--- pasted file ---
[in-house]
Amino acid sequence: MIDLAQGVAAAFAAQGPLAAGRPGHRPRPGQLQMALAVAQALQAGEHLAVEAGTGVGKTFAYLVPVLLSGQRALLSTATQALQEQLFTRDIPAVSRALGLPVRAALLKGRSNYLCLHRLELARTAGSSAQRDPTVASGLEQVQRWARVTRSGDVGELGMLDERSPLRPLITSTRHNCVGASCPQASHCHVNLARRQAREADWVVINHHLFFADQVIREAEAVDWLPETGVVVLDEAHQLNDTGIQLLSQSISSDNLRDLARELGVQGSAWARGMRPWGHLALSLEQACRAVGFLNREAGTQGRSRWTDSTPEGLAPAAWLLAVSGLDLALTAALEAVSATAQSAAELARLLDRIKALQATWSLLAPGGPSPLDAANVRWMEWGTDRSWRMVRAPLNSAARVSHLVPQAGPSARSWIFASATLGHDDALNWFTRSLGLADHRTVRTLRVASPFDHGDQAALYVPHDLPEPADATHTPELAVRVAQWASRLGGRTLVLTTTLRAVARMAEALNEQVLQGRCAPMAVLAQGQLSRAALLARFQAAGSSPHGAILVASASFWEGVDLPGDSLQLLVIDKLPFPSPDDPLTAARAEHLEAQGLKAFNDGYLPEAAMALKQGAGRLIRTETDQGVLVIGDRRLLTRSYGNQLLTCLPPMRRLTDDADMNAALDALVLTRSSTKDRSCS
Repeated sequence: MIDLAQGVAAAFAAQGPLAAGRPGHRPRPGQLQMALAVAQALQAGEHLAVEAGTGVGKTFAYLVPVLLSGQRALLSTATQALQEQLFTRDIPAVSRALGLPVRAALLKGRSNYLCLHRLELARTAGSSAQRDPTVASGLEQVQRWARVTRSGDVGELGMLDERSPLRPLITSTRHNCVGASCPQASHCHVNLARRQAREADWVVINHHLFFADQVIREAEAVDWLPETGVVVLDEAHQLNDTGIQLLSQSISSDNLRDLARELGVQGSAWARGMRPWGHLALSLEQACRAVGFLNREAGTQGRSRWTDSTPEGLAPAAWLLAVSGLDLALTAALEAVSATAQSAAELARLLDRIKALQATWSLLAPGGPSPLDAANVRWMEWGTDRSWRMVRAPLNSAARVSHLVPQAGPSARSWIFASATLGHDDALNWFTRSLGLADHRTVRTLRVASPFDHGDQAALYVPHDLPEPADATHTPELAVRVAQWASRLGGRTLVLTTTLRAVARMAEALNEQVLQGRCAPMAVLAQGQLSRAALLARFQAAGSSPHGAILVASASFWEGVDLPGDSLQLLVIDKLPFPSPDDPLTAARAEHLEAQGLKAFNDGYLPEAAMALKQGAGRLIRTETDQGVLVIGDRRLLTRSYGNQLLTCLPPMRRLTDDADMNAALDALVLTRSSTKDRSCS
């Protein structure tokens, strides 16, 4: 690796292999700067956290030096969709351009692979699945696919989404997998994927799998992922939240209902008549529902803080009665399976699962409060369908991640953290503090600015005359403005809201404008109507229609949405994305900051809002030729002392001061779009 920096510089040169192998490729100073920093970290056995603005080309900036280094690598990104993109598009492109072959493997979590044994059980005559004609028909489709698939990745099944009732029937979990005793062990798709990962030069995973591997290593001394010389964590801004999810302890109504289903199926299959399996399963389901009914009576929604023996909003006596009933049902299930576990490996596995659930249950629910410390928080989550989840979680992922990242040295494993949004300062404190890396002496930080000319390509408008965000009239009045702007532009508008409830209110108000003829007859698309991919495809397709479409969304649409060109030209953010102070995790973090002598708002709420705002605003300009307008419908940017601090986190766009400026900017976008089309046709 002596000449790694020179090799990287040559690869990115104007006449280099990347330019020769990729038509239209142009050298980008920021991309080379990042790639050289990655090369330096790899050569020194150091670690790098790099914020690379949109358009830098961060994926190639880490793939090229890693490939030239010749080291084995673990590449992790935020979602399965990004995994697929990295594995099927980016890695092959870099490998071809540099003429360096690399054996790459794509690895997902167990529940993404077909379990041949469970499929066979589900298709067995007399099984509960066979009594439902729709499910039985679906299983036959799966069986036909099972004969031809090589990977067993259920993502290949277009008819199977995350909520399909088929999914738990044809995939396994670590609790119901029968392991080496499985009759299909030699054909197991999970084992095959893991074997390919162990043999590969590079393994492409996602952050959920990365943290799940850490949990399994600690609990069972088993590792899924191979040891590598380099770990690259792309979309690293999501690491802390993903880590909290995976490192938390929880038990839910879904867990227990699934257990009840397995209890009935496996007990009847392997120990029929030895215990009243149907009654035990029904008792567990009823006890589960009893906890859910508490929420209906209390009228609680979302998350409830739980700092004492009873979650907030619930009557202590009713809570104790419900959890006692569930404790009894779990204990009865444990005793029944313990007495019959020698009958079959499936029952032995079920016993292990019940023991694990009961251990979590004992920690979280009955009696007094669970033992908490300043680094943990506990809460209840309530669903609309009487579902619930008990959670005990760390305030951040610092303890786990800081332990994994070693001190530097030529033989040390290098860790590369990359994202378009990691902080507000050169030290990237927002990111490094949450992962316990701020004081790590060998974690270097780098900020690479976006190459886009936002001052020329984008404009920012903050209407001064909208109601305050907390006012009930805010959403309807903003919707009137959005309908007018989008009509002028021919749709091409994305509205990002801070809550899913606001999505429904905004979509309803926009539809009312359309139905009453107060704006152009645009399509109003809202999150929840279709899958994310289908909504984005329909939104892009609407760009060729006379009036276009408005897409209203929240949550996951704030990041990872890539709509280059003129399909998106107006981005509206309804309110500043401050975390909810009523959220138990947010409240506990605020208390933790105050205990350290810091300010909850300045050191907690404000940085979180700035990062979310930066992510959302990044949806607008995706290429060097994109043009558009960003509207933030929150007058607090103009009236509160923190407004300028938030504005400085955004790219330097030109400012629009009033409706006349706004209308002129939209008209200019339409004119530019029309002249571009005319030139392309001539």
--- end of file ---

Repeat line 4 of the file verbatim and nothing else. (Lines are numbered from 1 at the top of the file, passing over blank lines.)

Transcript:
């Protein structure tokens, strides 16, 4: 690796292999700067956290030096969709351009692979699945696919989404997998994927799998992922939240209902008549529902803080009665399976699962409060369908991640953290503090600015005359403005809201404008109507229609949405994305900051809002030729002392001061779009 920096510089040169192998490729100073920093970290056995603005080309900036280094690598990104993109598009492109072959493997979590044994059980005559004609028909489709698939990745099944009732029937979990005793062990798709990962030069995973591997290593001394010389964590801004999810302890109504289903199926299959399996399963389901009914009576929604023996909003006596009933049902299930576990490996596995659930249950629910410390928080989550989840979680992922990242040295494993949004300062404190890396002496930080000319390509408008965000009239009045702007532009508008409830209110108000003829007859698309991919495809397709479409969304649409060109030209953010102070995790973090002598708002709420705002605003300009307008419908940017601090986190766009400026900017976008089309046709 002596000449790694020179090799990287040559690869990115104007006449280099990347330019020769990729038509239209142009050298980008920021991309080379990042790639050289990655090369330096790899050569020194150091670690790098790099914020690379949109358009830098961060994926190639880490793939090229890693490939030239010749080291084995673990590449992790935020979602399965990004995994697929990295594995099927980016890695092959870099490998071809540099003429360096690399054996790459794509690895997902167990529940993404077909379990041949469970499929066979589900298709067995007399099984509960066979009594439902729709499910039985679906299983036959799966069986036909099972004969031809090589990977067993259920993502290949277009008819199977995350909520399909088929999914738990044809995939396994670590609790119901029968392991080496499985009759299909030699054909197991999970084992095959893991074997390919162990043999590969590079393994492409996602952050959920990365943290799940850490949990399994600690609990069972088993590792899924191979040891590598380099770990690259792309979309690293999501690491802390993903880590909290995976490192938390929880038990839910879904867990227990699934257990009840397995209890009935496996007990009847392997120990029929030895215990009243149907009654035990029904008792567990009823006890589960009893906890859910508490929420209906209390009228609680979302998350409830739980700092004492009873979650907030619930009557202590009713809570104790419900959890006692569930404790009894779990204990009865444990005793029944313990007495019959020698009958079959499936029952032995079920016993292990019940023991694990009961251990979590004992920690979280009955009696007094669970033992908490300043680094943990506990809460209840309530669903609309009487579902619930008990959670005990760390305030951040610092303890786990800081332990994994070693001190530097030529033989040390290098860790590369990359994202378009990691902080507000050169030290990237927002990111490094949450992962316990701020004081790590060998974690270097780098900020690479976006190459886009936002001052020329984008404009920012903050209407001064909208109601305050907390006012009930805010959403309807903003919707009137959005309908007018989008009509002028021919749709091409994305509205990002801070809550899913606001999505429904905004979509309803926009539809009312359309139905009453107060704006152009645009399509109003809202999150929840279709899958994310289908909504984005329909939104892009609407760009060729006379009036276009408005897409209203929240949550996951704030990041990872890539709509280059003129399909998106107006981005509206309804309110500043401050975390909810009523959220138990947010409240506990605020208390933790105050205990350290810091300010909850300045050191907690404000940085979180700035990062979310930066992510959302990044949806607008995706290429060097994109043009558009960003509207933030929150007058607090103009009236509160923190407004300028938030504005400085955004790219330097030109400012629009009033409706006349706004209308002129939209008209200019339409004119530019029309002249571009005319030139392309001539």